The National Highway Traffic Safety Administration’s new chief, Mark Rosekind, said he will push Congress for additional staffing and broader authority to ensure the agency improves its ability to enforce federal safety standards and identify vehicle defects, the Detroit News reported.
Funding increases could help pay for new software to more readily identify trends indicating vehicle defects, Rosekind said. Moreover, he wants to hire more agency employees to evaluate consumer complaints and crash data. Fewer than 50 staff members are now charged with reviewing auto defect issues.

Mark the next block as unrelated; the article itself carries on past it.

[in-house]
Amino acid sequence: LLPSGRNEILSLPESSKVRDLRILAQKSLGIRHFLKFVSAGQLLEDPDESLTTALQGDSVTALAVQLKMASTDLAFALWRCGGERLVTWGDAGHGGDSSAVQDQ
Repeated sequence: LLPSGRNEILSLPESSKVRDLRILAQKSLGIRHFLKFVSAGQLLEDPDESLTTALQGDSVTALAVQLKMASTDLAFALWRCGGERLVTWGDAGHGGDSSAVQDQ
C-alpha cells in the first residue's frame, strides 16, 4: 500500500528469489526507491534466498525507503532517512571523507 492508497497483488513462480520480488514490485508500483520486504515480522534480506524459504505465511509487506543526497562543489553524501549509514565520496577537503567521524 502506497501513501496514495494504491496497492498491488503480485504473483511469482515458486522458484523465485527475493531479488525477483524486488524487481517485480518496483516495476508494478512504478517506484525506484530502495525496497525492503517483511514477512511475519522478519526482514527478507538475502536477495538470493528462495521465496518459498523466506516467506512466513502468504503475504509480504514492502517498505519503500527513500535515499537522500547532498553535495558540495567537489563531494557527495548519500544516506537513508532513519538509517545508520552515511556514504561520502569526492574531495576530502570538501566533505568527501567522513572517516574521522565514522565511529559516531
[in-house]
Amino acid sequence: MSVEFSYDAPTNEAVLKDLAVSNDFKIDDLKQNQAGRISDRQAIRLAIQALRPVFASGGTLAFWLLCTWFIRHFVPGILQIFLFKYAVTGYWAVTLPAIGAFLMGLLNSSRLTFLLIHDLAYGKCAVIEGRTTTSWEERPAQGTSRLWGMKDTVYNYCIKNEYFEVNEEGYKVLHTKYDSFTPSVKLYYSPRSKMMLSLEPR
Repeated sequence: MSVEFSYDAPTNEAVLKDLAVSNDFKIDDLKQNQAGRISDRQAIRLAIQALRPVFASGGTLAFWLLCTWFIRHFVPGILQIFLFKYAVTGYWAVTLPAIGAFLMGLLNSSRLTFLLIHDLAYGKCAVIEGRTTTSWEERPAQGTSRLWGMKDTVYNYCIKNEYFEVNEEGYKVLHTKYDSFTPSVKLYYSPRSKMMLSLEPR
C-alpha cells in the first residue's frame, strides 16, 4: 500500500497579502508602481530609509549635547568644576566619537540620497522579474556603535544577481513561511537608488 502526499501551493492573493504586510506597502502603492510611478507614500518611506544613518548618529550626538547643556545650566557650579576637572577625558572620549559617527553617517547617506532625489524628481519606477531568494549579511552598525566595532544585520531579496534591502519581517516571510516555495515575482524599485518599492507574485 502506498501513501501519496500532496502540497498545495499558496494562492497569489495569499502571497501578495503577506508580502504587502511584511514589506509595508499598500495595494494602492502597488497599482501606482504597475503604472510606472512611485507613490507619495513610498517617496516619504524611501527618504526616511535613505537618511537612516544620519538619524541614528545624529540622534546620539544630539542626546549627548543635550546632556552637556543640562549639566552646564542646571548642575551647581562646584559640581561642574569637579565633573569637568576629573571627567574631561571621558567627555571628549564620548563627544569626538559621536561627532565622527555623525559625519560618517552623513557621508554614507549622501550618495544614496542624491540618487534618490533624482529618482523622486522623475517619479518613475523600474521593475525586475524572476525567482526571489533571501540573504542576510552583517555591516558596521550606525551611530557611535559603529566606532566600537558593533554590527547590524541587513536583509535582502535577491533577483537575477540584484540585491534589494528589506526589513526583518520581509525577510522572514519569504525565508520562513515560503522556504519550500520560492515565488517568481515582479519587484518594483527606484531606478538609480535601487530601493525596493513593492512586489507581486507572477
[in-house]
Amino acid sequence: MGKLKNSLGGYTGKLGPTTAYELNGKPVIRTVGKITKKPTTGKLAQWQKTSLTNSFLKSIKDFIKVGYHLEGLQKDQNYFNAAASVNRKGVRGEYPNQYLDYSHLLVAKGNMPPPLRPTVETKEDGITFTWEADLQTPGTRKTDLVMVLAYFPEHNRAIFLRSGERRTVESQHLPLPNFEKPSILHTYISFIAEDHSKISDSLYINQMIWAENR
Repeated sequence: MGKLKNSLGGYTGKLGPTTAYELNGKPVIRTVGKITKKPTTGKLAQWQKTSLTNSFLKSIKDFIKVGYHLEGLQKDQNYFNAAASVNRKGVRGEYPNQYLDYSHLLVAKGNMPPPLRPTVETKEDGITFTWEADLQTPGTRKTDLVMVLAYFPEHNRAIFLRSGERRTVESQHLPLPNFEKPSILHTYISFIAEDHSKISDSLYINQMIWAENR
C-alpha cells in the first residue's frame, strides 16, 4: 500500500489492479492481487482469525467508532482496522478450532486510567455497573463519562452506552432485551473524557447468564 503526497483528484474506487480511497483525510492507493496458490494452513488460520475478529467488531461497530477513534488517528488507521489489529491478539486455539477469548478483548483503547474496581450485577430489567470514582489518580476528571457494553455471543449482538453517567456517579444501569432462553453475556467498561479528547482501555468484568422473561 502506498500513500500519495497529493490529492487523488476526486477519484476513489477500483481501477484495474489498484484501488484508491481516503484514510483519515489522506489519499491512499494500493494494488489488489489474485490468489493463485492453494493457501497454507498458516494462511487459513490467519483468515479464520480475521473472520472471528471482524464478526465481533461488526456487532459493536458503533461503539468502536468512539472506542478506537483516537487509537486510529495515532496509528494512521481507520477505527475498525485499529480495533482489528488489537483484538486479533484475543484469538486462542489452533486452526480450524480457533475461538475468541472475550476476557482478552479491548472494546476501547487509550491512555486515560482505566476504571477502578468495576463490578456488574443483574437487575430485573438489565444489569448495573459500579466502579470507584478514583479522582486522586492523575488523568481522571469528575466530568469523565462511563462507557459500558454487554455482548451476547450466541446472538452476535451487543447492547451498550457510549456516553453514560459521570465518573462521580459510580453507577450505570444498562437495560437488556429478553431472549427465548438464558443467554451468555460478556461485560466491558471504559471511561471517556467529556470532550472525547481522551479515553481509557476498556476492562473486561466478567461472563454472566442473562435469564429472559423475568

Rosekind, who was sworn in as NHTSA administrator on Dec. 22, previously served as a member of the National Transportation Safety Board.
NHTSA has drawn growing criticism for lengthy delays in identifying life-threatening vehicle defects and demanding recalls, especially in the wake of last year's recalls tied to Takata air bags and General Motors ignition switches.
In 2014, auto manufacturers called back a record-setting 63.5 million vehicles as part of more than 800 recall campaigns, the Detroit News reported.